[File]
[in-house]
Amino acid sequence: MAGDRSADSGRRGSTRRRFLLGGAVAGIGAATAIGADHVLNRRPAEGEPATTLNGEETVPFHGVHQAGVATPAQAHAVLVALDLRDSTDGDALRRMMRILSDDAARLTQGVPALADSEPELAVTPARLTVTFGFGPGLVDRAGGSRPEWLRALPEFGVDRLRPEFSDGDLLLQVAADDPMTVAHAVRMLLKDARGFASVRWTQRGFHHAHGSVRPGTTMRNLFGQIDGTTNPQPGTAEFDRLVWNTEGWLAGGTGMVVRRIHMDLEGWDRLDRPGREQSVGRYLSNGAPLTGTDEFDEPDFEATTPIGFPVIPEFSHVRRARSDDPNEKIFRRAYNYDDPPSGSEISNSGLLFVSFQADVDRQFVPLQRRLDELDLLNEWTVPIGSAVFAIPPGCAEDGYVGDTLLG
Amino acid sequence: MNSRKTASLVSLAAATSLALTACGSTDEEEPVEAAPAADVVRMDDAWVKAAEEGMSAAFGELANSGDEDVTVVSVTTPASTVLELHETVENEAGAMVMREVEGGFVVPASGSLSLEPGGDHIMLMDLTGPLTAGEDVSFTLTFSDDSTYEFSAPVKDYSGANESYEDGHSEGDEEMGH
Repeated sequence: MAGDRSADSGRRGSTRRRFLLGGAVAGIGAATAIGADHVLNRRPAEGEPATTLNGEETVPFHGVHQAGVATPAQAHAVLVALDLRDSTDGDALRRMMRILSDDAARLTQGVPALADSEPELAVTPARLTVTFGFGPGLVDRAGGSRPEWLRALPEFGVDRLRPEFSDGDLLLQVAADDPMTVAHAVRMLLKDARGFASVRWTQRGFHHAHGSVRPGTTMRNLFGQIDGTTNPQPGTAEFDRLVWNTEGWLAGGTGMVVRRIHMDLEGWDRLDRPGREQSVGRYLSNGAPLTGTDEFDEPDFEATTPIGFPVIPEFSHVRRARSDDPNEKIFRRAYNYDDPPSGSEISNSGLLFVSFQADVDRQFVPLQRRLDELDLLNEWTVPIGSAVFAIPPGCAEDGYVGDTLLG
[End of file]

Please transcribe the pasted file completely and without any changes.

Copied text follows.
[in-house]
Amino acid sequence: MAGDRSADSGRRGSTRRRFLLGGAVAGIGAATAIGADHVLNRRPAEGEPATTLNGEETVPFHGVHQAGVATPAQAHAVLVALDLRDSTDGDALRRMMRILSDDAARLTQGVPALADSEPELAVTPARLTVTFGFGPGLVDRAGGSRPEWLRALPEFGVDRLRPEFSDGDLLLQVAADDPMTVAHAVRMLLKDARGFASVRWTQRGFHHAHGSVRPGTTMRNLFGQIDGTTNPQPGTAEFDRLVWNTEGWLAGGTGMVVRRIHMDLEGWDRLDRPGREQSVGRYLSNGAPLTGTDEFDEPDFEATTPIGFPVIPEFSHVRRARSDDPNEKIFRRAYNYDDPPSGSEISNSGLLFVSFQADVDRQFVPLQRRLDELDLLNEWTVPIGSAVFAIPPGCAEDGYVGDTLLG
Amino acid sequence: MNSRKTASLVSLAAATSLALTACGSTDEEEPVEAAPAADVVRMDDAWVKAAEEGMSAAFGELANSGDEDVTVVSVTTPASTVLELHETVENEAGAMVMREVEGGFVVPASGSLSLEPGGDHIMLMDLTGPLTAGEDVSFTLTFSDDSTYEFSAPVKDYSGANESYEDGHSEGDEEMGH
Repeated sequence: MAGDRSADSGRRGSTRRRFLLGGAVAGIGAATAIGADHVLNRRPAEGEPATTLNGEETVPFHGVHQAGVATPAQAHAVLVALDLRDSTDGDALRRMMRILSDDAARLTQGVPALADSEPELAVTPARLTVTFGFGPGLVDRAGGSRPEWLRALPEFGVDRLRPEFSDGDLLLQVAADDPMTVAHAVRMLLKDARGFASVRWTQRGFHHAHGSVRPGTTMRNLFGQIDGTTNPQPGTAEFDRLVWNTEGWLAGGTGMVVRRIHMDLEGWDRLDRPGREQSVGRYLSNGAPLTGTDEFDEPDFEATTPIGFPVIPEFSHVRRARSDDPNEKIFRRAYNYDDPPSGSEISNSGLLFVSFQADVDRQFVPLQRRLDELDLLNEWTVPIGSAVFAIPPGCAEDGYVGDTLLG